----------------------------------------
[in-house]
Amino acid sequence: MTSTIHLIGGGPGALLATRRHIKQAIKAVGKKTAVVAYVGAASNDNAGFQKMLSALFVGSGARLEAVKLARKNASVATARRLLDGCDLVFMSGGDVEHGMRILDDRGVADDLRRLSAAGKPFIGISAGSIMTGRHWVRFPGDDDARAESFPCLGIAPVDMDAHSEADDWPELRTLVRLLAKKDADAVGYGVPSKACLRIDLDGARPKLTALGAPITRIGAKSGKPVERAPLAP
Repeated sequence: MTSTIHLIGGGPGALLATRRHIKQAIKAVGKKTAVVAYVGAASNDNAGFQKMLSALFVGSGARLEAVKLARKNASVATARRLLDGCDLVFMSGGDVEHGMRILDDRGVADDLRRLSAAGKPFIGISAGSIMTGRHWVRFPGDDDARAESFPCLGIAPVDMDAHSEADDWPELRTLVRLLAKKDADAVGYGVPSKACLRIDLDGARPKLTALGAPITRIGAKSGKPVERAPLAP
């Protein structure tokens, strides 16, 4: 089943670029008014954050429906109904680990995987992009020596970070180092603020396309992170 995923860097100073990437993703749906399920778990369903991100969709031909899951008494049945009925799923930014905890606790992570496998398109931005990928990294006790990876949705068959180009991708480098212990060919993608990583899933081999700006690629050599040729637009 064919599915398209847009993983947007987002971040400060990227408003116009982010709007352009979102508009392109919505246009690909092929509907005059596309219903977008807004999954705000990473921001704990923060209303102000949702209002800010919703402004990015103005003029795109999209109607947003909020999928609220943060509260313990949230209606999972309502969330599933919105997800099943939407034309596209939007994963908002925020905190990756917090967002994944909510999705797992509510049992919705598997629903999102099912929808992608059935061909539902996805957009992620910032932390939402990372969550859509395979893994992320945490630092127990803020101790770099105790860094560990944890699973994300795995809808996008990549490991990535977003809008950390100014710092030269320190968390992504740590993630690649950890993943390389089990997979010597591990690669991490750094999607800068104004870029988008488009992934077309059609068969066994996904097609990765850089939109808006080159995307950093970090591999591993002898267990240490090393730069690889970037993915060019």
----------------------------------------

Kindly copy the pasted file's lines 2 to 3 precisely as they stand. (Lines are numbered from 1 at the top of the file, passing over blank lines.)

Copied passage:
Amino acid sequence: MTSTIHLIGGGPGALLATRRHIKQAIKAVGKKTAVVAYVGAASNDNAGFQKMLSALFVGSGARLEAVKLARKNASVATARRLLDGCDLVFMSGGDVEHGMRILDDRGVADDLRRLSAAGKPFIGISAGSIMTGRHWVRFPGDDDARAESFPCLGIAPVDMDAHSEADDWPELRTLVRLLAKKDADAVGYGVPSKACLRIDLDGARPKLTALGAPITRIGAKSGKPVERAPLAP
Repeated sequence: MTSTIHLIGGGPGALLATRRHIKQAIKAVGKKTAVVAYVGAASNDNAGFQKMLSALFVGSGARLEAVKLARKNASVATARRLLDGCDLVFMSGGDVEHGMRILDDRGVADDLRRLSAAGKPFIGISAGSIMTGRHWVRFPGDDDARAESFPCLGIAPVDMDAHSEADDWPELRTLVRLLAKKDADAVGYGVPSKACLRIDLDGARPKLTALGAPITRIGAKSGKPVERAPLAP